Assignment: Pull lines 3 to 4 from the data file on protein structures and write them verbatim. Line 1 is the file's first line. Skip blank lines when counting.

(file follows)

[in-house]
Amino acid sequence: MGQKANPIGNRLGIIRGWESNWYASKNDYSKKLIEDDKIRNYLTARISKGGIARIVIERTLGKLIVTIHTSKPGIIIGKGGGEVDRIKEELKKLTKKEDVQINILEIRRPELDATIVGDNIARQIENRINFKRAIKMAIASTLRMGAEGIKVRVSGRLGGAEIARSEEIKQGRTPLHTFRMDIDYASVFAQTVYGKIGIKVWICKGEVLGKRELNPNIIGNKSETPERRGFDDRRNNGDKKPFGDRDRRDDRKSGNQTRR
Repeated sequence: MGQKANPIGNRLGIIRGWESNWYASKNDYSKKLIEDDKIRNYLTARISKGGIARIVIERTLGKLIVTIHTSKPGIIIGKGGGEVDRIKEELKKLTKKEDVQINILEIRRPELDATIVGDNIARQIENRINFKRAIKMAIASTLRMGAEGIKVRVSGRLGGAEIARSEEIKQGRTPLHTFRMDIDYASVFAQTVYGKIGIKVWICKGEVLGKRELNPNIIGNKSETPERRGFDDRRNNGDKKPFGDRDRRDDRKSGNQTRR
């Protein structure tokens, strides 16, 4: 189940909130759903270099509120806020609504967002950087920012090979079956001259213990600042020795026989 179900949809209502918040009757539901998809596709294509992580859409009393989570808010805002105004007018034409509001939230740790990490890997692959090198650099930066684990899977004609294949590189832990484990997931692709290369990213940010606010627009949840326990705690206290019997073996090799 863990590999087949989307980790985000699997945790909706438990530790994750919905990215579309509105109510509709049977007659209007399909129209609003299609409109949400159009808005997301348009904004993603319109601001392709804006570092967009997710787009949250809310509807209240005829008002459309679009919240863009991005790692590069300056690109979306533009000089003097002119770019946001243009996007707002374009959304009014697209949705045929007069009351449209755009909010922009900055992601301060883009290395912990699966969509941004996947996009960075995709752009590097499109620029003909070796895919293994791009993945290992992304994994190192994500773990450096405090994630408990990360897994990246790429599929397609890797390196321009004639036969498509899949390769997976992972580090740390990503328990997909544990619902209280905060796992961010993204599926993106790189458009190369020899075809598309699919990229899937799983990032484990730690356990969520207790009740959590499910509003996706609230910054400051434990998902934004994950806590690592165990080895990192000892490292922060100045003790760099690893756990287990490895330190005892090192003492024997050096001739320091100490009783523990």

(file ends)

Repeated sequence: MGQKANPIGNRLGIIRGWESNWYASKNDYSKKLIEDDKIRNYLTARISKGGIARIVIERTLGKLIVTIHTSKPGIIIGKGGGEVDRIKEELKKLTKKEDVQINILEIRRPELDATIVGDNIARQIENRINFKRAIKMAIASTLRMGAEGIKVRVSGRLGGAEIARSEEIKQGRTPLHTFRMDIDYASVFAQTVYGKIGIKVWICKGEVLGKRELNPNIIGNKSETPERRGFDDRRNNGDKKPFGDRDRRDDRKSGNQTRR
């Protein structure tokens, strides 16, 4: 189940909130759903270099509120806020609504967002950087920012090979079956001259213990600042020795026989 179900949809209502918040009757539901998809596709294509992580859409009393989570808010805002105004007018034409509001939230740790990490890997692959090198650099930066684990899977004609294949590189832990484990997931692709290369990213940010606010627009949840326990705690206290019997073996090799 863990590999087949989307980790985000699997945790909706438990530790994750919905990215579309509105109510509709049977007659209007399909129209609003299609409109949400159009808005997301348009904004993603319109601001392709804006570092967009997710787009949250809310509807209240005829008002459309679009919240863009991005790692590069300056690109979306533009000089003097002119770019946001243009996007707002374009959304009014697209949705045929007069009351449209755009909010922009900055992601301060883009290395912990699966969509941004996947996009960075995709752009590097499109620029003909070796895919293994791009993945290992992304994994190192994500773990450096405090994630408990990360897994990246790429599929397609890797390196321009004639036969498509899949390769997976992972580090740390990503328990997909544990619902209280905060796992961010993204599926993106790189458009190369020899075809598309699919990229899937799983990032484990730690356990969520207790009740959590499910509003996706609230910054400051434990998902934004994950806590690592165990080895990192000892490292922060100045003790760099690893756990287990490895330190005892090192003492024997050096001739320091100490009783523990």